One reason is that NATO has struggled to get enough international trainers. Another, she said, is that the personnel doing the training are often not experienced trainers themselves, and come mostly from the military, not the police.

Once trained as a paramilitary force, Ms. Murray said, Afghan police will have the same difficulties that soldiers everywhere would have in converting themselves into civilian upholders of the peace.

"You cannot change a warrior fighting culture into a community law-and-order helping culture just like that," she added. "Civilian police are the ones who maintain the rule of law. Military or counterinsurgency fighters do not do that and cannot do that. They don't have the organizational culture training."

A critical report on Afghan police training, published by the British House of Lords three months ago, made a similar point - that community policing is being neglected. "From our evidence, it is apparent that great stress is laid by the NATO-led coalition on the number of police, rather than quality (as is also true of army training)," the parliamentary report said.

Gen. Caldwell said NATO training of Afghan security forces has made enormous strides in the past year and half.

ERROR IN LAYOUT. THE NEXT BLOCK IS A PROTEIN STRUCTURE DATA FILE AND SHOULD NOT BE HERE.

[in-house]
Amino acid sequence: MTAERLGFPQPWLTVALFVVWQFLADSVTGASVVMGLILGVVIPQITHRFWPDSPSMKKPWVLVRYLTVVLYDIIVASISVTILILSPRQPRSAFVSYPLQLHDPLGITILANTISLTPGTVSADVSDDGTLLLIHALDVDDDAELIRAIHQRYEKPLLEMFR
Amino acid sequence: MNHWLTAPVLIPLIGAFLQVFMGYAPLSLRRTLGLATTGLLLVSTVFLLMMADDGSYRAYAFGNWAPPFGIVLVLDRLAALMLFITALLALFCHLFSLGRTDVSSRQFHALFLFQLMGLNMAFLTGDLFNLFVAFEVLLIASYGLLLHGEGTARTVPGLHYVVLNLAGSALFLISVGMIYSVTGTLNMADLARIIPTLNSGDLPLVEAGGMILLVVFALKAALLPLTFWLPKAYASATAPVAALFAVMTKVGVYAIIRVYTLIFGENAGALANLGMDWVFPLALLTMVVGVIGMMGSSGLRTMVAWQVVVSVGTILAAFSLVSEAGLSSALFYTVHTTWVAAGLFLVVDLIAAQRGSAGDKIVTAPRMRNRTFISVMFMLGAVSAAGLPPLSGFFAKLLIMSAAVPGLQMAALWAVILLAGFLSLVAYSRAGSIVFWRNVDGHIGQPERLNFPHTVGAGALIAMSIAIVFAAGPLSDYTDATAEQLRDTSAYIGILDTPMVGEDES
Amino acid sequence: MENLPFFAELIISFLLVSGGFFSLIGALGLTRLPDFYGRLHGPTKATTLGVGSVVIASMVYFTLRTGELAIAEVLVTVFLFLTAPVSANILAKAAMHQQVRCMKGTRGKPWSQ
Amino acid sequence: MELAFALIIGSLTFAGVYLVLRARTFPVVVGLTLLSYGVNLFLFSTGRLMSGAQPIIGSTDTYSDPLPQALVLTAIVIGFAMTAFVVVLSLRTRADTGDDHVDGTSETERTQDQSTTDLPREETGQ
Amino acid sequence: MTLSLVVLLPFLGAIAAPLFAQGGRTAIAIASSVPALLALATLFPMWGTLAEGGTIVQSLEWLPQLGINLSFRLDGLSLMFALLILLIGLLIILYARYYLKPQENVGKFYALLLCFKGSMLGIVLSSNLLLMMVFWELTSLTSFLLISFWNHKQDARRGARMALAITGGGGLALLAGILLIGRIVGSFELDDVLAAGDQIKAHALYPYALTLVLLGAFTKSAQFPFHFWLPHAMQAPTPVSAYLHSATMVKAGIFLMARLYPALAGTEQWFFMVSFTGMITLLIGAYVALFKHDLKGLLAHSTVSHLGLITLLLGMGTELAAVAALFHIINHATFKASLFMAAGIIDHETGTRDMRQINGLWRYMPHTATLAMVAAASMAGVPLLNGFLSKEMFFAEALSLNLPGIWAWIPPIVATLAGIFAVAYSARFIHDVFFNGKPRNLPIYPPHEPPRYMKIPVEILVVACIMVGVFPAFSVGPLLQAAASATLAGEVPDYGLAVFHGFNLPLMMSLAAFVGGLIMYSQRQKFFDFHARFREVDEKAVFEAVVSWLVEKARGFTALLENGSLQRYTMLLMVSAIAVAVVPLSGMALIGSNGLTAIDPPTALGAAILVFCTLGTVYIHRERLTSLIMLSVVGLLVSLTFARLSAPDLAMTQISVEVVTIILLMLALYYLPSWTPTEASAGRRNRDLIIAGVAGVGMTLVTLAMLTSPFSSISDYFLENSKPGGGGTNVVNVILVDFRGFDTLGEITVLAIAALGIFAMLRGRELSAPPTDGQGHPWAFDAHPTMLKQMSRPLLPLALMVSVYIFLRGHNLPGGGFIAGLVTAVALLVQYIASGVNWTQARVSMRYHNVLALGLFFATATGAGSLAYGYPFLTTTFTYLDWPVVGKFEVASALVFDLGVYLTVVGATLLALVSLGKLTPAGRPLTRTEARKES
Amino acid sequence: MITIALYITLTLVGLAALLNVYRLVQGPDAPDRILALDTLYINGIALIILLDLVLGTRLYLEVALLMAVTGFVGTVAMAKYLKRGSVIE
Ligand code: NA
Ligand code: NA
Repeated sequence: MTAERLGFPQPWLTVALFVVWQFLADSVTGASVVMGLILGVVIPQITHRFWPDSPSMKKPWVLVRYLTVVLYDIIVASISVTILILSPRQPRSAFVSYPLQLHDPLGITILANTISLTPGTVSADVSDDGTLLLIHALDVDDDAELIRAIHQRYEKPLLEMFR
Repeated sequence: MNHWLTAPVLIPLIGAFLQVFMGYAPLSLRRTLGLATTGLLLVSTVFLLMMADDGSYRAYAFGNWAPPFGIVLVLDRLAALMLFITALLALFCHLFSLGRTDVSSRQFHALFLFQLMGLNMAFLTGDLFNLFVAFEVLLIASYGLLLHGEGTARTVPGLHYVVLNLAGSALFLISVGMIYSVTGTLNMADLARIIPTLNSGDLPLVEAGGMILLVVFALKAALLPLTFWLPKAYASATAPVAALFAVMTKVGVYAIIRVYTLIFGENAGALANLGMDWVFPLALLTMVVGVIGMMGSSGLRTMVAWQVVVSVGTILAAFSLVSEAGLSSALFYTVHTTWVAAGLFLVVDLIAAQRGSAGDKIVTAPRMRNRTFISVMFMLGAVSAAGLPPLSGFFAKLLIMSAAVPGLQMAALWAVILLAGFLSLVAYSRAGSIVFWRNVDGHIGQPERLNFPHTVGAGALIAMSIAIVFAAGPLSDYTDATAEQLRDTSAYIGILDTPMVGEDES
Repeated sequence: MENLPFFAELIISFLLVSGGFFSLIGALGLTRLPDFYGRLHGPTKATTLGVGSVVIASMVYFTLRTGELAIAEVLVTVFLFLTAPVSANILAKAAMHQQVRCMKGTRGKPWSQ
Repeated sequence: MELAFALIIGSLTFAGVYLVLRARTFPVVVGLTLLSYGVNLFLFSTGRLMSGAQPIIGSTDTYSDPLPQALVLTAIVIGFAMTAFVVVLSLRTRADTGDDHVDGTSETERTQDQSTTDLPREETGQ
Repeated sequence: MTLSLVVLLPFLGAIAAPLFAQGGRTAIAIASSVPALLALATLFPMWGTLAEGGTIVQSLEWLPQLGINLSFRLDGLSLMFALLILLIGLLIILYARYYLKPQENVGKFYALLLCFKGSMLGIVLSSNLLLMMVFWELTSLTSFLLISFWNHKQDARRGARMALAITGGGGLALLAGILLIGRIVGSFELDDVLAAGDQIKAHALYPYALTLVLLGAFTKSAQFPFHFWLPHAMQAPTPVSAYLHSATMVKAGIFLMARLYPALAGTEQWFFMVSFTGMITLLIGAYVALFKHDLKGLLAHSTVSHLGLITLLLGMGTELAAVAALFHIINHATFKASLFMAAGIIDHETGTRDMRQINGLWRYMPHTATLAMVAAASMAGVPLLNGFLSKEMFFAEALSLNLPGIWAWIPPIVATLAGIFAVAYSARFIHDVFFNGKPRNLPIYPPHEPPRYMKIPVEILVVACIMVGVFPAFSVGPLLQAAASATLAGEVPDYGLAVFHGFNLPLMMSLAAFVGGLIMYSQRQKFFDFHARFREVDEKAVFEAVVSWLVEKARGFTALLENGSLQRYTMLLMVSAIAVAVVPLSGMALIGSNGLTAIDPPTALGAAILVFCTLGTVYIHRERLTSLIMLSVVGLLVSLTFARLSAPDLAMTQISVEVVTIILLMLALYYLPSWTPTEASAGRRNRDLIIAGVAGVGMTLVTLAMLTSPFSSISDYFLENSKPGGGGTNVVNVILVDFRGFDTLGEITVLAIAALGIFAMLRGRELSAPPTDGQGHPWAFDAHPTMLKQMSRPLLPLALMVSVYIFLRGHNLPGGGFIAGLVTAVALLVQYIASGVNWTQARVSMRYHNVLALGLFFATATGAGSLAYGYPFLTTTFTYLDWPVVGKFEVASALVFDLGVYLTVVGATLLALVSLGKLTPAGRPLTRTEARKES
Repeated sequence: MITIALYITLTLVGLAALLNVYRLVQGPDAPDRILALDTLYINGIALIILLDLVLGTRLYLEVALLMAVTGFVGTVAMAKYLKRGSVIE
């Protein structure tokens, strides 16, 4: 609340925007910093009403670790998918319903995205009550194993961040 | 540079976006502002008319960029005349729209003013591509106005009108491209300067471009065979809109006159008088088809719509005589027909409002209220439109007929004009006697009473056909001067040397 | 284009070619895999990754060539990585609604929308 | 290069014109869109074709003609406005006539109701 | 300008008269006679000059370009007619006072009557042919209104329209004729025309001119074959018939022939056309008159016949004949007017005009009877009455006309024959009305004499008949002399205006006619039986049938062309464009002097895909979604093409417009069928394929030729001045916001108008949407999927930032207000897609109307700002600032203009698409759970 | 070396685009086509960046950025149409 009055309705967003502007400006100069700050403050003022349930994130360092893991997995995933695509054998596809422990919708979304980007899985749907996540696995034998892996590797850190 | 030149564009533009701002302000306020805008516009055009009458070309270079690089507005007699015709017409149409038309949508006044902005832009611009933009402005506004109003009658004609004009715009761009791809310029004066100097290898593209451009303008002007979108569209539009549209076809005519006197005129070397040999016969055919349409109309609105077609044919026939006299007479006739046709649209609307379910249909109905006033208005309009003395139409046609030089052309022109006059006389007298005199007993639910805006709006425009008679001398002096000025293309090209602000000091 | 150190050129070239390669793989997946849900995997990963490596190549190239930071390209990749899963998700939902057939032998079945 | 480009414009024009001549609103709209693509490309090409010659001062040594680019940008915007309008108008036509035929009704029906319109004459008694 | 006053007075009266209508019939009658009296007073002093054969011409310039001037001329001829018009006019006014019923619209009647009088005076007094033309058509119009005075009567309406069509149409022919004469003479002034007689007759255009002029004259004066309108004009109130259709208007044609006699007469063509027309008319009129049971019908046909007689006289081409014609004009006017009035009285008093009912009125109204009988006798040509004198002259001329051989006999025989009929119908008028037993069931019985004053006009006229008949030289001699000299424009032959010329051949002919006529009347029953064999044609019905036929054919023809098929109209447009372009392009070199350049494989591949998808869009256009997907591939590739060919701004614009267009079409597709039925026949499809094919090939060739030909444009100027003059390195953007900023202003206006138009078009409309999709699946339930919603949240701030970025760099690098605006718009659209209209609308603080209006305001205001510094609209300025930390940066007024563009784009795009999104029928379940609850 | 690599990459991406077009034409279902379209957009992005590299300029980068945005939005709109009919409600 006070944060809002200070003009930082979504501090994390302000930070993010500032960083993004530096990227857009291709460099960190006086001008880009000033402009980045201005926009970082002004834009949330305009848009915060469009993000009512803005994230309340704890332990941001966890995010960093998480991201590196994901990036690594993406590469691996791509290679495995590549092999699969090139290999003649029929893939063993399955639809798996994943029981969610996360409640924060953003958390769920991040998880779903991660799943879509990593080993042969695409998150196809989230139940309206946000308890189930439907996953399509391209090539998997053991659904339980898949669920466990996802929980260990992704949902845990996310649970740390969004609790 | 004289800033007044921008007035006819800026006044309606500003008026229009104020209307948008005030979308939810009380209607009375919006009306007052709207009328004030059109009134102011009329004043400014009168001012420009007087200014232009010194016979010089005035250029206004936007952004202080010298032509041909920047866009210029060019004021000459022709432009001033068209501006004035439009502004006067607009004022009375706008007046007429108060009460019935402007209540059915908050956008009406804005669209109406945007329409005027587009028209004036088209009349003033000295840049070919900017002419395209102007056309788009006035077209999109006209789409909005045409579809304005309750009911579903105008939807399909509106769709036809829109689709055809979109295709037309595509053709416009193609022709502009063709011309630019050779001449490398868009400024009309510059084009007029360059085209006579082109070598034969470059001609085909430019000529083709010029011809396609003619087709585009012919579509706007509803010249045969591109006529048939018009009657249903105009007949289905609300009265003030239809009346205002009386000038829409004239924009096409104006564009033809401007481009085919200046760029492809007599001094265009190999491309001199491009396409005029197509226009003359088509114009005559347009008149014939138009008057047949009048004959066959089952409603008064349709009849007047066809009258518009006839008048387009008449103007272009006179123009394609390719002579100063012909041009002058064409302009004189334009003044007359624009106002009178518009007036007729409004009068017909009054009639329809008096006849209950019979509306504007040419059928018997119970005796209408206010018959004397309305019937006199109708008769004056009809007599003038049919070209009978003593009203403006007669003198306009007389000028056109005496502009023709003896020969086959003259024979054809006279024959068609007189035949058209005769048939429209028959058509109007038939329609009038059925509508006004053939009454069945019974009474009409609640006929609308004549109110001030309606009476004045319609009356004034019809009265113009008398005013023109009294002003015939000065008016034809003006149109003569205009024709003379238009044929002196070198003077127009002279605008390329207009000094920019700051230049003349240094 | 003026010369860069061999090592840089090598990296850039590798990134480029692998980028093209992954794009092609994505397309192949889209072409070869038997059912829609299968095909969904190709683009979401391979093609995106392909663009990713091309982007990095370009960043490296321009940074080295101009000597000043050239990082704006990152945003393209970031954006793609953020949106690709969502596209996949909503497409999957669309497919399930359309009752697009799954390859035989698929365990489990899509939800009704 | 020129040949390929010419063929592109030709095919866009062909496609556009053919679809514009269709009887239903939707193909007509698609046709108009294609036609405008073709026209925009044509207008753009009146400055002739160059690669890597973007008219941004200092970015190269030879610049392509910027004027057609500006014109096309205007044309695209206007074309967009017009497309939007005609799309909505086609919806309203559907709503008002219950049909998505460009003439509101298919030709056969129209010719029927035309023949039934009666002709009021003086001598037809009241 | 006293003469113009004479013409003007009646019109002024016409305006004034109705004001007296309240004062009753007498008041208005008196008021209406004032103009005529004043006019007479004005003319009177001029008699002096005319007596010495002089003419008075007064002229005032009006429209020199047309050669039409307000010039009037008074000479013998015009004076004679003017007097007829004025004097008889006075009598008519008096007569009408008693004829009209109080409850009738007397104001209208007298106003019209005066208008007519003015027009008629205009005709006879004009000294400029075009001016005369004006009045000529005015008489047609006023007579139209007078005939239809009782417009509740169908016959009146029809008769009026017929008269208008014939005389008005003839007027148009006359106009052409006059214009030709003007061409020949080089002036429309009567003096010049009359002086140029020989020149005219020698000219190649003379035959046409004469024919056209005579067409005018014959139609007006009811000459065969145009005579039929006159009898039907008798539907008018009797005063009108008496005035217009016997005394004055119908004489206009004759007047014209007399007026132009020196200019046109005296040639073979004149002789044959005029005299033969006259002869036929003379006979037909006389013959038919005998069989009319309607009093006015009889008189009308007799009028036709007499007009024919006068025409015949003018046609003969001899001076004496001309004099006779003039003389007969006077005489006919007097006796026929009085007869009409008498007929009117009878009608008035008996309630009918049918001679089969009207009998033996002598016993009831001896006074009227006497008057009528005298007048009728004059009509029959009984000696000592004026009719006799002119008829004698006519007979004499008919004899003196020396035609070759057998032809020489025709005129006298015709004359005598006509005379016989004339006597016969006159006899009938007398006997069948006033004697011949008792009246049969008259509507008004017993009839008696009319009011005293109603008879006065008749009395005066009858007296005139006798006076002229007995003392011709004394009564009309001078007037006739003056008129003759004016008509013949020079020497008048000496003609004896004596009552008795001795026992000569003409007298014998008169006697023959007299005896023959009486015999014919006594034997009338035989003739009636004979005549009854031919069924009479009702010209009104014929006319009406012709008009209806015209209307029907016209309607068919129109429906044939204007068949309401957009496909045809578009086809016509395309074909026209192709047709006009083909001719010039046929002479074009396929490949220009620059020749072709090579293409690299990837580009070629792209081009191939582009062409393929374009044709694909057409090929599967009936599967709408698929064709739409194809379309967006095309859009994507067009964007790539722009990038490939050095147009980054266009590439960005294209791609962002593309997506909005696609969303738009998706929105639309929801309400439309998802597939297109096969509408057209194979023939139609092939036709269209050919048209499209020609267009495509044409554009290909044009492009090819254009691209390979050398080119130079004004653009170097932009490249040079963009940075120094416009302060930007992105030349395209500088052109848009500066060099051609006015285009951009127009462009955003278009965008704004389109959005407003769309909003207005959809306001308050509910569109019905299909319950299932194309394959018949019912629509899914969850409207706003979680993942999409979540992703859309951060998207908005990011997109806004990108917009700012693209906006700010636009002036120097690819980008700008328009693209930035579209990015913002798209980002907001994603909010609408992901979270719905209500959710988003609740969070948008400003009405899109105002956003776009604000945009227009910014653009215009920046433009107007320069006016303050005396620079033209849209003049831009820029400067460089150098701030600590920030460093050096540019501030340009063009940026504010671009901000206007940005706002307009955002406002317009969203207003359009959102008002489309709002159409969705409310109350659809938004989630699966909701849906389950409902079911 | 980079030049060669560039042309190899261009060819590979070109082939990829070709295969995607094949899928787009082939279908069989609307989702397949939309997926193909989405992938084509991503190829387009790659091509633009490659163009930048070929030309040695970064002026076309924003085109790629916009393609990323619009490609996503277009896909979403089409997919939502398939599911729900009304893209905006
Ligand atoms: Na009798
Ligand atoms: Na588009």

Going by the numbers, NTM-A is well on its way to reaching the goal of a 305,600-strong combined army and police force by the end of November.

It is turning out 6,000 newly minted soldiers and 4,000 police officers a month. It runs basic literacy classes, now attended by nearly 80,000 Afghans in uniform. It fields 6,200 trainers, including 2,000 private military contractors, who come from 32 different countries.

Gen. Caldwell said he is leveraging those trainers by setting up joint police-development boards that include the European Union's trainers. They have been asked to run leadership training sessions for mid-level working Afghan police. "Those are 100-per-cent civilian police professionals," he said, "with NTM-A doing the logistics [of]moving them around.

Higher literacy rates among the police - now at 25 per cent of the force compared to 14 per cent in late 2009 - will also make it more practical to teach Afghan police the fundamentals of law enforcement. "This will allow us to move people around to do rule of law programs [with the police] which we couldn't do before," Gen. Caldwell said.